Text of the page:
One key property to be transferred is the old Adair Park School, paving the way for its adaptive reuse as residences for artists.

Back in the 1970s, the City of Atlanta spun off control of the schools in question to Atlanta Public Schools—but kept the property on which many schools stand. The arrangement resulted in an unfavorable arrangement for APS, as they sought to modify properties and sell off unused facilities.

The news comes two years after the city worked out a deal (and threats of a lawsuit) with the school system regarding funding and the Beltline.

While the transfer of 31 properties marks a major step forward, 21 remain in limbo as details are worked out. The mayor has noted the process to address the remaining school properties will take time as they are thoroughly reviewed.

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Across from Ponce City Market, Masquerade-replacing apartments take shape

Across from Ponce City Market, Masquerade-replacing apartments take shape

North & Line will bring hundreds of new residences to a three-acre site between the Beltline and Historic Fourth Ward Park

It’s been a little more than a year since one of Atlanta’s most famous music venues, the Masquerade, relocated from the old Excelsior Mill across from Ponce City Market to Underground Atlanta.

Much has happened in the time since, as construction crews have cleared out the site and dug down to construct new apartments along the Beltline.

The project topped out months ago along Historic Fourth Ward Park, and it now stands seven stories over North Angier Avenue. This past summer, the site was little more than a massive hole; now the facade is being added to the built-out structure.

 Michael Kahn, Curbed Atlanta
The building from Historic Fourth Ward Park near North Avenue.

Designed by Smith Dalia, North & Line will feature 228 one- and two-bedroom units atop a parking deck and 4,500 square feet of ground level retail space. Amenities will include a pool deck with partial skyline views and 5,000 square feet of club and gym space.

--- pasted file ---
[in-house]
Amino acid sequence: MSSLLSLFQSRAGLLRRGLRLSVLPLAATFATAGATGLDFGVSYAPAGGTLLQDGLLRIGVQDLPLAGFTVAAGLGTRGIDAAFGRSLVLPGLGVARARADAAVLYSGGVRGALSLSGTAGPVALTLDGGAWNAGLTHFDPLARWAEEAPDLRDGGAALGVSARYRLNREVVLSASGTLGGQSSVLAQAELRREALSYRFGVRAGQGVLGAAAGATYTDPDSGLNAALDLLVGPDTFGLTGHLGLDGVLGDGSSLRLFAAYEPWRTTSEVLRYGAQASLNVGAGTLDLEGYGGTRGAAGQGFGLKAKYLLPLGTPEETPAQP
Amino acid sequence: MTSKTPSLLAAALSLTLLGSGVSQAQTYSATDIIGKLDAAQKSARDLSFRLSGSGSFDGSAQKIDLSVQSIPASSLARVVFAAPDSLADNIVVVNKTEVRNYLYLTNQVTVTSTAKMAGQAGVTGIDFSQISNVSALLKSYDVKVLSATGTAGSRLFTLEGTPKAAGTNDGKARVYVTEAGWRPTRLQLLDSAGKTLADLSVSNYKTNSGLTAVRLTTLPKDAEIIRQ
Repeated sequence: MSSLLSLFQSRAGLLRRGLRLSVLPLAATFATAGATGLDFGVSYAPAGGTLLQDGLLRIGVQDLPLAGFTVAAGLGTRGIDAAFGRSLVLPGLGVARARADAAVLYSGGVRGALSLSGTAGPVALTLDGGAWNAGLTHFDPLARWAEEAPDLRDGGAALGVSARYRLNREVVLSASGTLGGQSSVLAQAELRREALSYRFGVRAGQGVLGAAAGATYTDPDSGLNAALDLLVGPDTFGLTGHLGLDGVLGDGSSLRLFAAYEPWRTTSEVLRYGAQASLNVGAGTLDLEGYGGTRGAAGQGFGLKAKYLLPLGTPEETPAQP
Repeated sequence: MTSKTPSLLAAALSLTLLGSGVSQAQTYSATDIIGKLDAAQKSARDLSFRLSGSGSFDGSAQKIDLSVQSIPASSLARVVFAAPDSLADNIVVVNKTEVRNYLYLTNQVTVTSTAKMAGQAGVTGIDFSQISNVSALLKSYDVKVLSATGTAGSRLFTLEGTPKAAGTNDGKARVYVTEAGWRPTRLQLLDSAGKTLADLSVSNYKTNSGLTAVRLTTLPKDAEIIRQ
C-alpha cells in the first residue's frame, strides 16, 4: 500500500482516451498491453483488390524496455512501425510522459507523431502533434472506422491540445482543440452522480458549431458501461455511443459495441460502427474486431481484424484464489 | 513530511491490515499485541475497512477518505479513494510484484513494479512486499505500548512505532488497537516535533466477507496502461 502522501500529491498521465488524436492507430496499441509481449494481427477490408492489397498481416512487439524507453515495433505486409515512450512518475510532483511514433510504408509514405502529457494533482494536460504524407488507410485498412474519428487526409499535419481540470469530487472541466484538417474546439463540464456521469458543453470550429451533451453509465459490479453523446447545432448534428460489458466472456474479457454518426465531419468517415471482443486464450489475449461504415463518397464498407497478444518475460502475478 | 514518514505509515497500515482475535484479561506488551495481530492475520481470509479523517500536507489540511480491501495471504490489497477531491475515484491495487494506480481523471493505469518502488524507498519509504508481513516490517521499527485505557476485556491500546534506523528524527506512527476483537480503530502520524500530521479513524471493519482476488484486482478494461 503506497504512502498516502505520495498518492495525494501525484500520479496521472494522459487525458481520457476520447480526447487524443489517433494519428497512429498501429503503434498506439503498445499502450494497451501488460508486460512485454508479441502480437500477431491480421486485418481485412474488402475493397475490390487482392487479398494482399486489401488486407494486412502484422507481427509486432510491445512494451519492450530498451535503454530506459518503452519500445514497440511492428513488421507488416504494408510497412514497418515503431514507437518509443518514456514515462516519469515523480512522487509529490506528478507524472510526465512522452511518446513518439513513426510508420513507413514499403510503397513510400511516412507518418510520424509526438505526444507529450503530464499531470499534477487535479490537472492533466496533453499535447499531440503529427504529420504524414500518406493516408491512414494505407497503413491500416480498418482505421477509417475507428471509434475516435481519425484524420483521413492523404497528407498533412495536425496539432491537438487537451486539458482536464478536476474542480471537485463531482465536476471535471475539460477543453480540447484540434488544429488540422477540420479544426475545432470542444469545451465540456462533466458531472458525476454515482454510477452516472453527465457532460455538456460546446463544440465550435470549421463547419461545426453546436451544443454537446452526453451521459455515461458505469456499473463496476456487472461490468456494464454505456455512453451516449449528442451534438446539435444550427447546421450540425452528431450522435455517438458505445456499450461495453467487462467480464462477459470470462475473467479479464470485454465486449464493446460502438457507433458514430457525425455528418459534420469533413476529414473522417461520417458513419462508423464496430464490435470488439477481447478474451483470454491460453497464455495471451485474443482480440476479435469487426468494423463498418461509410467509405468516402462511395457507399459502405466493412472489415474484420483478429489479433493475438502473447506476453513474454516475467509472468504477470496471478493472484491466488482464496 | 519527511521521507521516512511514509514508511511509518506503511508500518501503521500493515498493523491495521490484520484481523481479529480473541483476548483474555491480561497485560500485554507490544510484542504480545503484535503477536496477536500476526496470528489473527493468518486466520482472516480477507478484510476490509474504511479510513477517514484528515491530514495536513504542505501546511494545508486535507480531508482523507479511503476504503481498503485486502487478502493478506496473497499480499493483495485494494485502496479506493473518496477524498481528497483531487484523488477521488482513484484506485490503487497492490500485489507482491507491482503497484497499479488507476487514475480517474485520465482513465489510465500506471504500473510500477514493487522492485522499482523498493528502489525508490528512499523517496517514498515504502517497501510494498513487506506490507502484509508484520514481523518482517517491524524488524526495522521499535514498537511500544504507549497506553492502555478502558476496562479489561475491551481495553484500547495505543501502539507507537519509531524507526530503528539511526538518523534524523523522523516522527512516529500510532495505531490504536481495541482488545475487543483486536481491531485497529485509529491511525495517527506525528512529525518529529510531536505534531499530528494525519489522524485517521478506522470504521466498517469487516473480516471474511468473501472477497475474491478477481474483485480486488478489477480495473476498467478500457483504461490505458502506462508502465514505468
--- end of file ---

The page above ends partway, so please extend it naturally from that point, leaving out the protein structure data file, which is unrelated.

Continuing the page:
A site plan shows two courtyards facing the Beltline, while the pool will be perched atop the southern corner of the podium, providing a vista over Historic Fourth Ward Park.

Meanwhile, the old Excelsior Mill building will house a small market space, like its famous, much larger neighbor Ponce City Market.

 Smith Dalia
The project, as seen from the south.
 Smith Dalia
A site plan for the project
 Michael Kahn, Curbed Atlanta
The pool deck above the parking.
 Michael Kahn, Curbed Atlanta
The southern end of the building from the Eastside Trail Gateway, the link between the Beltline and Historic Fourth Ward Park.
 Michael Kahn, Curbed Atlanta
The building beyond the old Excelsior Mill.

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Auburn Avenue apartments along Atlanta Streetcar line to finally chug forward?

Auburn Avenue apartments along Atlanta Streetcar line to finally chug forward?

The $9 million project could bring 92 residential units and retail space to Sweet Auburn

A long-planned apartment project in Sweet Auburn situated along the Atlanta Streetcar line may finally be moving forward.

According to a Tumblr post by the ATL Urbanist, developer the Integral Group has applied for permits for the Auburn Apartments.

Plans call for the five-story brick building to house 92 apartments, parking, and 4,000 square feet of retail space along the street. The $9 million project would rise at the corner of Piedmont and Auburn avenues, next to the Apex Museum and across the street from the annoyingly abandoned Atlanta Life Insurance Company building.

Construction fencing surrounds the parking lot that claims the site, and the lot is now closed to cars.

 Google Maps
The site late last year.

Of course, the fact that permit filings have been made and construction fences erected doesn’t mean the project is going to start.

In Midtown, Integral Group is the same company that went through similar steps two years ago along Peachtree Street at 6th Street.

Plans there call for a high-rise residential tower known as Eviva, and the developer said construction was imminent back in 2016. The parking lot is partially fenced and has banners proclaiming the building will be “arriving early 2018.”